“Making” the Future: Conclusion of Making & the Maker Movement blog post series

December 14, 2015

The Maker movement evolved out of Punk and DIY culture and has grown at a rapid pace over the past six years, spurred by the creation of Make Magazine and the Maker Faire. A manifesto has been published (Hatch, 2014) and ‘how-to’ guides on making and building makerspaces abound (Makerspace.com, 2012; Bagley, 2014; Kemp, 2013; Lang, 2013). Touted as havens for techies, artists, and entrepreneurs, makerspaces are being developed at an astounding rate, both domestically and internationally. Makerspaces are community-operated facilities that provide access to the tools of production, usually wood shops, metal shops, and digital fabrication technology.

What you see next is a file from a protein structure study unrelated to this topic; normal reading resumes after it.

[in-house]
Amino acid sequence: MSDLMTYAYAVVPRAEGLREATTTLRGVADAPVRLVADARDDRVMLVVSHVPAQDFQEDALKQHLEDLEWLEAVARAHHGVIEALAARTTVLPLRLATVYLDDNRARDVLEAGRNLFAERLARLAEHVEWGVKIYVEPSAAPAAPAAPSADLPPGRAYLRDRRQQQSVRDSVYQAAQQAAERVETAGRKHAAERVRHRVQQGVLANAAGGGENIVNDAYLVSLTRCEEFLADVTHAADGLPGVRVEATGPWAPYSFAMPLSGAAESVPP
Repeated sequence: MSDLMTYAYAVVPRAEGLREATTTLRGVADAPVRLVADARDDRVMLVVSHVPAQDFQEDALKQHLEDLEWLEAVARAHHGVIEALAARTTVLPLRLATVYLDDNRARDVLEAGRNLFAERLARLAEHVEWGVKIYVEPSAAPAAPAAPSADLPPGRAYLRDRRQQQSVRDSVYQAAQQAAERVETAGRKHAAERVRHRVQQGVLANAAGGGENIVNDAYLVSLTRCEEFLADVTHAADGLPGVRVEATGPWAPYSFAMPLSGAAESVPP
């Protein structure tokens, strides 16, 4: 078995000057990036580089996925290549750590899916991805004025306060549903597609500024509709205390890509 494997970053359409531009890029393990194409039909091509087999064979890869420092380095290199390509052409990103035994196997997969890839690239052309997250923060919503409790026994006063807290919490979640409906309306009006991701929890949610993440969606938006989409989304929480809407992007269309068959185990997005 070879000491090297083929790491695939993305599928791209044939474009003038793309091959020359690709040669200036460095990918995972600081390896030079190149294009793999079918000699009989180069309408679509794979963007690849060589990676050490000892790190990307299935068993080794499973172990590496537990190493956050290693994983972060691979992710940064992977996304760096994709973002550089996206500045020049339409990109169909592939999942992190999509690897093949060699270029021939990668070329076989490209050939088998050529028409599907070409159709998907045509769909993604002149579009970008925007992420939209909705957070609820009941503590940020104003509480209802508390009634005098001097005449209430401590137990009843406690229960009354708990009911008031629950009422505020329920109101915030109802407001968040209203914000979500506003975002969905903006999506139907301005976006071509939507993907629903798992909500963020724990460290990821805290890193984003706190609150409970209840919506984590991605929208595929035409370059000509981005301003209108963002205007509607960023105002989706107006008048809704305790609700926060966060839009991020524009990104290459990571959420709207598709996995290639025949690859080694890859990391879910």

Power, Access, Status: The Discourse of Race, Gender, and Class in the Maker Movement

March 18, 2015

This blog post is the fourth of five of the blog post series, “Making and the maker movement: A democratizing force or an example of cultural reproduction?” See the first blog post, second blog post, and third blog post.

Spaces and ‘Maker’ activities are promoted as being inclusive, open spaces. Yet, as Dunbar-Hester writes in Radical Inclusion? Locating Accountability in Technical DIY,
The promotion of a sphere in which “universal” technical (or civic) participation occurs may require bracketing inequalities of access and status, which obviously fails to reflect a social reality where certain groups enjoy privilege and dominance relative to other groups. (Dunbar-Hester, 2014)